Annetjie Coetsee is a practising Attorney, Notary Public and Conveyancer, operating from both the Cape Town and Helderberg branches of STBB. Her responsibilities include: Director of STBB, branch head of Somerset West office, Executive member and head of the Development Law Unit. The specialized Development Law Unit has nine specialists addressing development requirements in the fields of planning law, environmental law, construction law, renewable energy law and, very importantly, local government law. She is a practicing Conveyancer (dealing with a conglomerate of property related matters such as sectional titles, developments, bonds, transfers and municipal work for local councils). Although she specialises in conveyancing she is a family law attorney, with a special interest in the constitutional law aspects regarding children’s rights. She is part of the marketing department and takes care of the brand development on a national level. Annetjie is further responsible for compliance and reporting initiatives. She is involved with substantial research activities relating to the property market and property investment and communicates interesting and relevant facts to her clients and the media, conducts Legal Updates for banks and estate agents. Her knowledge and insurmountable experience in the property market and connections with key roleplayers in the property industry makes her an invaluable ally to any property investor.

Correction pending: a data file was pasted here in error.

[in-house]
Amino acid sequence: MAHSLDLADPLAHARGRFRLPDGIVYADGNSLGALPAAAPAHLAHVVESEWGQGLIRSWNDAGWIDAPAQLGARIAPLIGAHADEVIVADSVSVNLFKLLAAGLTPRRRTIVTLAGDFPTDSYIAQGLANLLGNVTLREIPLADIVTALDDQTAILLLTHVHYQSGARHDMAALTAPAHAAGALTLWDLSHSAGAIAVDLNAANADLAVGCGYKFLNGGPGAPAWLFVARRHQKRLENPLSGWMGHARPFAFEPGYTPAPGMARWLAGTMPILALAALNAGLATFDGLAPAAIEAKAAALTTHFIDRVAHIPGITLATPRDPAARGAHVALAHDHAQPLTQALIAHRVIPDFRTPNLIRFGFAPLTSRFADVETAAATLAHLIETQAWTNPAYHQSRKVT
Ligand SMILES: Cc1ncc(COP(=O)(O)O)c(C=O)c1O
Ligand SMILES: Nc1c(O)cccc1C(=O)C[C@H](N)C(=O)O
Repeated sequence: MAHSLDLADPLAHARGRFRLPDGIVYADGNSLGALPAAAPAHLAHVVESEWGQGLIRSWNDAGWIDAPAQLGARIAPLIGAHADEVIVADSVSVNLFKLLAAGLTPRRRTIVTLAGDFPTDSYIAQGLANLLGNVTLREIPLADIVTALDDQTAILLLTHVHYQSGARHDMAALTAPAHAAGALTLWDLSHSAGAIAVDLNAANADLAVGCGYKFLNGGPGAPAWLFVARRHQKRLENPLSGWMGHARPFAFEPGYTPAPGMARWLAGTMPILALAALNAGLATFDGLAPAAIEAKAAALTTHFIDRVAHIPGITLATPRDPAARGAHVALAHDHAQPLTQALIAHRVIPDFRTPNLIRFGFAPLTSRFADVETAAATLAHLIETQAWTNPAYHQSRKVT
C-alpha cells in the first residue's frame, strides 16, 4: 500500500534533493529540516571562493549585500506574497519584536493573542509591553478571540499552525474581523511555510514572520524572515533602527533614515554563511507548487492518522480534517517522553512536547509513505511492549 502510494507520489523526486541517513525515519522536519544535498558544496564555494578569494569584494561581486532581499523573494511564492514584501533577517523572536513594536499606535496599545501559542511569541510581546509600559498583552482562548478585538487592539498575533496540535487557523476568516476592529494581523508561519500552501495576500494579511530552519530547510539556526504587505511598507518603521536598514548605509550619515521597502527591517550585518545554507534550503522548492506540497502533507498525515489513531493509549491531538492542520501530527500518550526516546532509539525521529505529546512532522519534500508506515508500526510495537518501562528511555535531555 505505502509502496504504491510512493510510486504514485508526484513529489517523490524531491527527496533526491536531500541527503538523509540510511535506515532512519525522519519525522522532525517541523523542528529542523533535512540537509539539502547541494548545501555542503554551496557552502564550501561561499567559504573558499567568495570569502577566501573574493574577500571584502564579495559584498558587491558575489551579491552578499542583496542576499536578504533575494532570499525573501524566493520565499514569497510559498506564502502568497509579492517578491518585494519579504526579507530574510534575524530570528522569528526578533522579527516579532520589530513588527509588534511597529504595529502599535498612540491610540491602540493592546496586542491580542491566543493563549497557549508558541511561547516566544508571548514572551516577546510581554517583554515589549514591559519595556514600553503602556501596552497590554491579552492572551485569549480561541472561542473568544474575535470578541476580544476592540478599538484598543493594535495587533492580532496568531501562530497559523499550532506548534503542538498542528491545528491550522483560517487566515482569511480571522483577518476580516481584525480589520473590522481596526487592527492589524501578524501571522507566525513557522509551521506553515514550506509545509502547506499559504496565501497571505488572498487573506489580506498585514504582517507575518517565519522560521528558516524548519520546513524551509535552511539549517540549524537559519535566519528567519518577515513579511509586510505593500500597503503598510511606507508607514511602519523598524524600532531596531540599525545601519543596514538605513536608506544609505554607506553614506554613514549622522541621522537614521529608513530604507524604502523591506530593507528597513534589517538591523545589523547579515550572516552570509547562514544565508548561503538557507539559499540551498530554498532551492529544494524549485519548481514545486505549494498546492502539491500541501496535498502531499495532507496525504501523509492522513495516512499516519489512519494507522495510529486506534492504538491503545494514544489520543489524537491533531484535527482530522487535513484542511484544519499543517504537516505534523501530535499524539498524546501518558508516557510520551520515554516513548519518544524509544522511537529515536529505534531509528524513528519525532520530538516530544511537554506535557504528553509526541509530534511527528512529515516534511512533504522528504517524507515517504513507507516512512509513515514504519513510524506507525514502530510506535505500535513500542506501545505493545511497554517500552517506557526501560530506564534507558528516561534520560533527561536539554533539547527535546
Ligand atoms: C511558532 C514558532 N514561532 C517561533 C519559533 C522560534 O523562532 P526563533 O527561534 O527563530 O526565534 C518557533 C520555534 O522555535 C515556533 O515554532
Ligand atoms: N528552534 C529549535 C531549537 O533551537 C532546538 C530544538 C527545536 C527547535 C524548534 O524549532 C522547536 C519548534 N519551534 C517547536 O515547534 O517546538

From the desk of Annetjie | On-Selling Of Water Use Rights Ruled Unlawful

The practice of re-selling water use rights in the agricultural sector has been declared unlawful by a full bench of the Gauteng High Court in a judgment handed down last month, 19 June 2020.

The Court held that: (i) Section 25 of the National Water Act 36 of 1998 does not make provision for such practice ; there is also no authority in the Act permitting the holders of water use entitlements to sell such entitlements; and (iii), the sale of water use entitlements amounts to the privatisation of water, which is not in line with the National Water Act.

The practice allows holders of water rights to ‘choose’ their successors and locks previously disadvantaged role-players out of the sector.

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